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Contributed by Guest Blogger

Lisa Jameson, BS, CPT

When we sense our clients are out of balance, perhaps in an “all work, no play” state,  we can help restore balance in their lives by demonstrating it through their workout.    By teaching your clients ways to improve their physical balance you empower them with tools to use in their everyday lives.  Allow your client to experience the transformation of feeling wobbly to feeling stable.  Introduce opportunities for them to experience play and mindfulness to achieve a more balanced mental state.

There are two ways we can accomplish balance training.  Static balance (standing on one leg) and dynamic balance (balance that incorporates movement).  Static balance can be incorporated into exercises and daily activities such as brushing teeth while standing on one leg.  Dynamic balance training facilitates better running technique, posture, coordination and ability to react quickly.  

One of the great rewards of balance training with clients is hearing how they prevented a fall because of a trained reaction. It can truly be a lifesaver!

The “Balanced” Workout

Breathing: Begin by grounding and guiding your client through six deep breaths. Introduce the quote, “The present moment is filled with joy and happiness. If you are attentive, you will see it” (-Thich Nhat Hanh).  Then have your client close their eyes while standing to see if there is a shift in balance. If your client can maintain balance with eyes closed, ask to them lift one leg off the ground and alternate with or without eyes closed.

Warm Up:  Introduce play here!  Think of fun activities for the warm up like throwing a football, playing badminton, skipping, playing hopscotch or kicking a soccer ball.  Bring back childhood enthusiasm!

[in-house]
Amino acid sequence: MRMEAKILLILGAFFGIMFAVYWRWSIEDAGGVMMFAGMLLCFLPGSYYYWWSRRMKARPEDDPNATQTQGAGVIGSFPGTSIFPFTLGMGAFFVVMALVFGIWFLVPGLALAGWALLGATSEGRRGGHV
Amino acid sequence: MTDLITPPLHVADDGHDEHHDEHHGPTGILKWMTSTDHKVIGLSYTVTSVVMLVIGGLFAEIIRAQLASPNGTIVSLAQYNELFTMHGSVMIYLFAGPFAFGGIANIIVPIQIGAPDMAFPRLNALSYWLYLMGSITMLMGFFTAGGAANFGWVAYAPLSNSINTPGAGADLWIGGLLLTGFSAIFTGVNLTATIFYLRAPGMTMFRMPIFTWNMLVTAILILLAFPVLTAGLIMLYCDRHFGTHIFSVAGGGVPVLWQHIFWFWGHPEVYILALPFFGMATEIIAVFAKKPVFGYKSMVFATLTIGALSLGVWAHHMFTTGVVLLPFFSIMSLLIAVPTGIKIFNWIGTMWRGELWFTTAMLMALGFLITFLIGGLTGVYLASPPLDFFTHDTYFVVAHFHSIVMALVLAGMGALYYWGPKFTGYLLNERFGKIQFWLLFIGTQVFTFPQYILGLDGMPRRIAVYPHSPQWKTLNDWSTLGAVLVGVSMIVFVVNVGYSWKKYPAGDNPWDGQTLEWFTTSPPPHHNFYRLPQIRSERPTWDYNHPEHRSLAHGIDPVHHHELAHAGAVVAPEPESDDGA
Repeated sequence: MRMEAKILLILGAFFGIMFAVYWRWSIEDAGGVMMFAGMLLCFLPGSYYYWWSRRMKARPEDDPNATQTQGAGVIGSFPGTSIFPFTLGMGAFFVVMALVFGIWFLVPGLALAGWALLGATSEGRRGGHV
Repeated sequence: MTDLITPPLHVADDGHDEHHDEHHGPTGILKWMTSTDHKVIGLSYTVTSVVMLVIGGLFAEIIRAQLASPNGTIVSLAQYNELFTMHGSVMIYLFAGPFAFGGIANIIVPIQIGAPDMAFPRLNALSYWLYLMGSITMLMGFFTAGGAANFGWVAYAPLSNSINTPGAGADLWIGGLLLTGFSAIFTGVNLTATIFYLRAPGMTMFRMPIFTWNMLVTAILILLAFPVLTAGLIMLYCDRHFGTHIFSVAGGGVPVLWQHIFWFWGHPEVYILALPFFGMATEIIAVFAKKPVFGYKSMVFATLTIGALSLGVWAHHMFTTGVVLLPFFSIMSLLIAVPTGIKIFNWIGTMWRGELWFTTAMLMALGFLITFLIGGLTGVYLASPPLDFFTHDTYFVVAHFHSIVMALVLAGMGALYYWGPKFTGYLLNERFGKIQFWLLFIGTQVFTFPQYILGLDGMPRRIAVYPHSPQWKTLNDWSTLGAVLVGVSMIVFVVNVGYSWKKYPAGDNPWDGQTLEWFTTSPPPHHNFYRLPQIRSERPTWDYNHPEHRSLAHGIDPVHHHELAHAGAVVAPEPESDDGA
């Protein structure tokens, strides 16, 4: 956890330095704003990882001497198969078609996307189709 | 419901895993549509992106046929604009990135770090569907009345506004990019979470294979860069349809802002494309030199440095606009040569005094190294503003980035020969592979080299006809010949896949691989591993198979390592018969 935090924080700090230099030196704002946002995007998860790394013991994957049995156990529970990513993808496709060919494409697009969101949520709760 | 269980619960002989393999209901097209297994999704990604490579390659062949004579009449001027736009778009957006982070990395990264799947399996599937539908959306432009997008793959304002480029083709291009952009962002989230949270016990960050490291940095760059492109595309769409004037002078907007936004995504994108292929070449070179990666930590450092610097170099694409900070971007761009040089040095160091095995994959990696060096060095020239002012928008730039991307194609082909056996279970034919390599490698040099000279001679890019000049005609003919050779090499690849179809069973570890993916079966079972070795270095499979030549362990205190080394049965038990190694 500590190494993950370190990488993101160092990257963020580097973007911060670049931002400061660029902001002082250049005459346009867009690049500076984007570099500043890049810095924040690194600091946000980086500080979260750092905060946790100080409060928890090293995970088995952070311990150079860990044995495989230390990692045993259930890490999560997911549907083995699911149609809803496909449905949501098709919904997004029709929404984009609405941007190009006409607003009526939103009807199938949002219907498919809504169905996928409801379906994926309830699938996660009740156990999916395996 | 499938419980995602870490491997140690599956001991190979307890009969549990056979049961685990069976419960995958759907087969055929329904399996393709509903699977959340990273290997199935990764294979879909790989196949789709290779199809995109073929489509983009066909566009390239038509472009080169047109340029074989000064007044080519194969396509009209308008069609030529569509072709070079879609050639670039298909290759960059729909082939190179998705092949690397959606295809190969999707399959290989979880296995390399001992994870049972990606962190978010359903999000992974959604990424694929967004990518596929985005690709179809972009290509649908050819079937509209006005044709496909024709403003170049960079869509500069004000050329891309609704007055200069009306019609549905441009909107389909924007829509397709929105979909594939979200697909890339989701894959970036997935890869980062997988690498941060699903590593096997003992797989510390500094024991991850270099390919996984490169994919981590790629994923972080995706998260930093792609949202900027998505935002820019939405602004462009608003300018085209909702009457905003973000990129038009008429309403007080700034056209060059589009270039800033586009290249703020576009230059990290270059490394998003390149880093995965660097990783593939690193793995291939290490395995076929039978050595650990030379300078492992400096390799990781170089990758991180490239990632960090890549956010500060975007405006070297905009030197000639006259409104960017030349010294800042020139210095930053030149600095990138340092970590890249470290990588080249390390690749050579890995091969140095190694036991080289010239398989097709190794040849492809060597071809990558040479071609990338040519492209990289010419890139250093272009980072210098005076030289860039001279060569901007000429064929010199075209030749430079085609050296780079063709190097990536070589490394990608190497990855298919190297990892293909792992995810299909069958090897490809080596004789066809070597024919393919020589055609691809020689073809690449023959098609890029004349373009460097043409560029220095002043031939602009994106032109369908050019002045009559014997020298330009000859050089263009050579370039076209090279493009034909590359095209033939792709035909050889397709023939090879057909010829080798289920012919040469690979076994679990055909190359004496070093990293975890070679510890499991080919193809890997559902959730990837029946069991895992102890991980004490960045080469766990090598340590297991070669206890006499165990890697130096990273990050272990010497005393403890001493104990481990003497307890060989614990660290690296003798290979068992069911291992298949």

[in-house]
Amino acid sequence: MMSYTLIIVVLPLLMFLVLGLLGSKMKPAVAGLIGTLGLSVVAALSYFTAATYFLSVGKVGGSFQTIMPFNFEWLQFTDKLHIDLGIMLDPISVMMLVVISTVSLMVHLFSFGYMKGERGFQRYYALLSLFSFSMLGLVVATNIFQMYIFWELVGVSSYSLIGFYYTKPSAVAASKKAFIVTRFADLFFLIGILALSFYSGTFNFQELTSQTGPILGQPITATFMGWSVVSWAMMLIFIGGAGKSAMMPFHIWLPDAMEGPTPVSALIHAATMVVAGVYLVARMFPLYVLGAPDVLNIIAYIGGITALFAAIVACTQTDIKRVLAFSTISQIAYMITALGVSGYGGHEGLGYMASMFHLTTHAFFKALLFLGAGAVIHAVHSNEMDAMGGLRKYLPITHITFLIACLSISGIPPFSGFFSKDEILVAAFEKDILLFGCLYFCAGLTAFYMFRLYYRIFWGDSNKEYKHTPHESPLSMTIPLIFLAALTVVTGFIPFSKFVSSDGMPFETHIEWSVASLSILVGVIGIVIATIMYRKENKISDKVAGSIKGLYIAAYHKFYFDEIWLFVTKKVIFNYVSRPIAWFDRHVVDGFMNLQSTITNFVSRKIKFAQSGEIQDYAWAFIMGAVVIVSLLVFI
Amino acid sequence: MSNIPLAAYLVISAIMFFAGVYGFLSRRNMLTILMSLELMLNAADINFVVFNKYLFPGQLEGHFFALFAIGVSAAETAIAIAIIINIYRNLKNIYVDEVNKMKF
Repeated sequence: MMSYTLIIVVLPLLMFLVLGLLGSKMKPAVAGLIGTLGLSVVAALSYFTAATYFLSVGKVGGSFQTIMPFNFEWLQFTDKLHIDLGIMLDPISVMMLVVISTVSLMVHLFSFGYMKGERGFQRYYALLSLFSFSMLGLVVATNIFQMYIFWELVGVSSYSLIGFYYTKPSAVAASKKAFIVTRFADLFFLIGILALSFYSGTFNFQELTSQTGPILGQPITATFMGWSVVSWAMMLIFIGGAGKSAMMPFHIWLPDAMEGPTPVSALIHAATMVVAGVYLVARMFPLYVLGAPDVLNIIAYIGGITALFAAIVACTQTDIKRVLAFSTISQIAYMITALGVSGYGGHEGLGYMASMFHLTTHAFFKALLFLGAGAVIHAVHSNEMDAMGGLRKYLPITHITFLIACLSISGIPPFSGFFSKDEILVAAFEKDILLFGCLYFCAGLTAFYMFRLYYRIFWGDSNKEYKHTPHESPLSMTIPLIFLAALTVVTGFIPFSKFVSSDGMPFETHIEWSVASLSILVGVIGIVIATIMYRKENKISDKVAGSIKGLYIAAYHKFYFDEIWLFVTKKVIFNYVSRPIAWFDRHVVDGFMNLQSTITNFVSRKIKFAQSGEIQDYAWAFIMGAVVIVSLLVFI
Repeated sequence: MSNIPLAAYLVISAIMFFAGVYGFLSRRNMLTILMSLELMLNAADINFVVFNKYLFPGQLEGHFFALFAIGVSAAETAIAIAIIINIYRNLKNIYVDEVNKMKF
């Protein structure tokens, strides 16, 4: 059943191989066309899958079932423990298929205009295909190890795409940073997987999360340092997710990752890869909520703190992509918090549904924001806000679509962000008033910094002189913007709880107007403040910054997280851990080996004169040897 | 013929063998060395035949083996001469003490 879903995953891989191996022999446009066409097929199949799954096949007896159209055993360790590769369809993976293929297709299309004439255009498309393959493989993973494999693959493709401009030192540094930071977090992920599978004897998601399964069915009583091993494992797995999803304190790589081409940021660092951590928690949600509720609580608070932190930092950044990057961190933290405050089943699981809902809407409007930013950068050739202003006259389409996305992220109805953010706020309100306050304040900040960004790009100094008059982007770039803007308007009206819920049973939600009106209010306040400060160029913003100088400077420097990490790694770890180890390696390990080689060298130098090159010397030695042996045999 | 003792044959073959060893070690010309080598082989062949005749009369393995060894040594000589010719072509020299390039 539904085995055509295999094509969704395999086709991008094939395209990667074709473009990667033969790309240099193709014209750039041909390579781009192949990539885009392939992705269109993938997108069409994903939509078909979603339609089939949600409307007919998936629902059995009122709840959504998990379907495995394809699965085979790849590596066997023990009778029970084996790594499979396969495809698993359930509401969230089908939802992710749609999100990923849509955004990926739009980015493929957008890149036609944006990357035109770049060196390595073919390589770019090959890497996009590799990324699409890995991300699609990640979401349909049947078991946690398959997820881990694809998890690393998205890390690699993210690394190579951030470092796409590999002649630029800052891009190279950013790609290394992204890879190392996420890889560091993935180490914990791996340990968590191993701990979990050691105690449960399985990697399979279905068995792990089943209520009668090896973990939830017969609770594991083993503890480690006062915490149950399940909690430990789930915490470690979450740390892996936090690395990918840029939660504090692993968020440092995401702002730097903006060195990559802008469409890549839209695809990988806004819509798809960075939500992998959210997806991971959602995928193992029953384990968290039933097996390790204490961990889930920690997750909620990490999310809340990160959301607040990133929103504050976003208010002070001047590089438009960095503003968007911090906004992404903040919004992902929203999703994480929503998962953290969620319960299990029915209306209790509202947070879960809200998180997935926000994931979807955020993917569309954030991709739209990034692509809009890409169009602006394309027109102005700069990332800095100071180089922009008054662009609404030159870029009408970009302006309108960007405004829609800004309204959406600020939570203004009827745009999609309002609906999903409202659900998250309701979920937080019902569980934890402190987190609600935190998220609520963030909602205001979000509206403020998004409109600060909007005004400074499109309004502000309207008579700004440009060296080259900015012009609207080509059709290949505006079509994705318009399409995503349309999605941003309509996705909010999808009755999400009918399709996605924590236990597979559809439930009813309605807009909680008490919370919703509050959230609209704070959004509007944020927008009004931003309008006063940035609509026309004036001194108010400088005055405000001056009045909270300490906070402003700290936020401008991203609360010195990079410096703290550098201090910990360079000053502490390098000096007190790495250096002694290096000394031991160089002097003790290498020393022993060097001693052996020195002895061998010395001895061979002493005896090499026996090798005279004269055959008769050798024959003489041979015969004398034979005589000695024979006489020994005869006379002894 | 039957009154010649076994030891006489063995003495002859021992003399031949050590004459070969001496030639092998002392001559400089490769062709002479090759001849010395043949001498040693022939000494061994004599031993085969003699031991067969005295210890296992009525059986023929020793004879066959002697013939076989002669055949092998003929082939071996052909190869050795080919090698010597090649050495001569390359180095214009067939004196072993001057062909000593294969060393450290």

Strength and Balance Exercises:

Squat on Yoga Blocks -  3 x 10-15 reps.
Lateral Step Up to Balance - 3 x 8 (each leg)
Renegade Row - 3 x 10 (5 each side)
Single Leg Deadlift - 3 x 10 (5 each leg)
One Legged Biceps Curls - 3 x 10 reps.

Mindfulness and Stretching:  As you go through stretches, help your client end the workout with a sense of gratitude by ask them to think of three things they are grateful for in that moment.

The balancing act of life is a journey.  Guiding your clients through a workout designed to restore both mental and physical balance may truly make a difference in their lives.  

Lisa Jameson has a  B.S. in Health Education and is ACE, AFAA certified.  She has nearly two decades of experience in personal training and group fitness. She has worked in corporate,  commercial, college, in-home and outdoor fitness settings. She stays hungry for learning and feeds her mind with journal articles, books, conferences, webinars, and classes.  

For more information on dynamic balance exercises see the following reference:
McCall, P. 2015. 5 Benefits of Training for Dynamic Balance.  ACE Fitness

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